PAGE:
Galaxy Discovery

Excerpts from my journal of Friday, May 26, 2006, about an astronomy trip to the western Utah desert:

“Last night was the best I ever had with a telescope. All my equipment performed wonderfully … the telescope was tracking so well that I just went ahead and took photos without a guider. Exposures of a minute were fine, and I used the track and accumulate feature to make exposures of two and three minutes for each of the three colors.

“I started with M65, moved on to M66, then had the surprise of my astronomical experience, M101. I didn’t know what it looked like and had never seen it before. The telescope was focused nicely from my using it with M66, and when I used the ‘go to’ instruction to find M101, I couldn’t see it through the finder scope. The galaxy is relatively dim. I had the CCD camera attached to the telescope so had to locate it through the guide [I meant finder] scope. At last thought I saw some dim thing a short distance from the crosshairs, and I moved the telescope to that point, then downloaded a one-minute exposure. I was stunned to see the lovely spiral galaxy show up on my computer screen, though it was off-center. I was able to center it, then took a series of pictures. The galaxy is my new favorite, as it’s so lovely, spangled, sprawling, studded with clumps and clusters of luminosity, with arms something like a starfish if one were to curve its arms. …

[Galaxy Messier 101, in my photograph from 2006]

“Another treat were the occasional coyote concerts, with yipping, yodeling and howling. A dog was barking along, possibly a feral one that had joined the pack. There was no moon to howl at and I can’t imagine why they would suddenly break into song but I enjoyed it. The first time it happened I tried to find my cell phone and call Cory, but I couldn’t locate it quickly enough in the dark; cell coverage was awful, but I wanted to give it a try. Then they stopped and other yodels were too late to be calling.”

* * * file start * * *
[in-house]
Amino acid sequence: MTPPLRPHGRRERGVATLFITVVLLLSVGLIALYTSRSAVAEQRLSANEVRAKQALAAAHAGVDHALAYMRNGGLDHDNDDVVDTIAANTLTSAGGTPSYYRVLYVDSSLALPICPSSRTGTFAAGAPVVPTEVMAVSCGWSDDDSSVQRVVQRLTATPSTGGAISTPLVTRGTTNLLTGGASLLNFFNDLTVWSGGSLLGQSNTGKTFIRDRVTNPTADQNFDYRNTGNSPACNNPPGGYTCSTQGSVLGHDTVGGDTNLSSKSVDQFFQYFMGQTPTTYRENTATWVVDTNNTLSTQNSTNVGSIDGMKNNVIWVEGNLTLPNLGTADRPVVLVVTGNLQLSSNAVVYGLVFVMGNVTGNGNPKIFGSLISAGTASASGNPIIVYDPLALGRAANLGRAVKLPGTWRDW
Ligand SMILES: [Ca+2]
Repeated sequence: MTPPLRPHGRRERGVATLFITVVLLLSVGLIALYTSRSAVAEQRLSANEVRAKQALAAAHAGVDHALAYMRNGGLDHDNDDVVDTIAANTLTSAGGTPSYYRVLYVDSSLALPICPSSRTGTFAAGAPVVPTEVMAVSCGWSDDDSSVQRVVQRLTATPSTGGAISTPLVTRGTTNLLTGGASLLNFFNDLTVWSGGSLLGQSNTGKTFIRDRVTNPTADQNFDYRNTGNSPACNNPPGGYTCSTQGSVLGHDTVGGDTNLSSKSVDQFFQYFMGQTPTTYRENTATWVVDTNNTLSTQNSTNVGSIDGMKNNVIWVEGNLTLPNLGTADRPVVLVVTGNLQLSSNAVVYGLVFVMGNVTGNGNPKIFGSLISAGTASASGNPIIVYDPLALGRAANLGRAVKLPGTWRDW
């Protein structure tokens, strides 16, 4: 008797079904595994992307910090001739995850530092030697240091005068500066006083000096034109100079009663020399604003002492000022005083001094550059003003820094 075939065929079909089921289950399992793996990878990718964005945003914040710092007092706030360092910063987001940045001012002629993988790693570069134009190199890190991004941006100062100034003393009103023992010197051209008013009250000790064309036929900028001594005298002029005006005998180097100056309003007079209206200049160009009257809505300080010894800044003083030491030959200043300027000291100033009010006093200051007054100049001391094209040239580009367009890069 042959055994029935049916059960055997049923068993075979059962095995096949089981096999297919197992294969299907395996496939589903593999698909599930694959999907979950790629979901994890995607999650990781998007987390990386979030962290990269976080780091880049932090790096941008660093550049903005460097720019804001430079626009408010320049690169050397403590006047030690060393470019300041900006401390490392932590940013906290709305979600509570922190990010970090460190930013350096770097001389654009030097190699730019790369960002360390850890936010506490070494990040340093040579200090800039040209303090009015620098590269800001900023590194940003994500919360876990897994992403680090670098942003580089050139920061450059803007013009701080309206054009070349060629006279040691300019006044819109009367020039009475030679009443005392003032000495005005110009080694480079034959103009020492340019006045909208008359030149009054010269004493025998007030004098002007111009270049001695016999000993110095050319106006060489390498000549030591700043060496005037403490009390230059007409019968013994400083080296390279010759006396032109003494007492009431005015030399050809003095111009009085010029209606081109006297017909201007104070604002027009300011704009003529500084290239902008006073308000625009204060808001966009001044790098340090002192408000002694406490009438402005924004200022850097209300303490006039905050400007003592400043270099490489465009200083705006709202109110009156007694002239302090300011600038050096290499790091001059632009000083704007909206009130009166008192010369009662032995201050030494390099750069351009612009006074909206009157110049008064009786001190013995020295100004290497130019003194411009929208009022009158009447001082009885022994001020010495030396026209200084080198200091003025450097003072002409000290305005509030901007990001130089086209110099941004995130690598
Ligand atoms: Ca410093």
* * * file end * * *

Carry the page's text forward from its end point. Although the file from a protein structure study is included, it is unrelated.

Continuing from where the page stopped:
Messier 101 is often called the Pinwheel Galaxy, for obvious reasons. About 25 million light-years away in Ursa Major, the constellation that includes the Big Dipper, it is an estimated 170,000 light-years across. The dramatic lumpy regions are star-forming patches, something like the Orion Nebula. Three supernovae have been seen in the galaxy, which is twice as big as our Milky Way Galaxy.

The European Space Agency posted a note on the Internet recently saying M101 has about 1 trillion stars. According to the ESA, many “hot spots” where stars are forming are located along the outer edge. “This is unusual because star formation is generally active in the central parts of spiral galaxies,” the agency adds.

“The evidence points to M101 having experienced a close encounter with a companion galaxy in the past, dragging out gas from the hapless companion. The gas is now falling onto the outer edge of M101 at approximately 150 km/s, triggering the active star formation.”

Considered the finest nearby spiral galaxy, M101 is so beautiful that when NASA gave several institutions displays of astronomical photos last month, it was the subject. The displays were to mark the International Year of Astronomy and the 400th anniversary of Galileo’s first telescopic observations. One of these went to Weber State University, Ogden, where it was to be showcased permanently at the university’s science museum.

Pierre Mechain discovered M101 on March 27, 1781. But it is a wonderful discovery for every astronomer who glimpses it for the first time. For about an hour on the night of May 25-26, 2006, I was Mechain in 1781.

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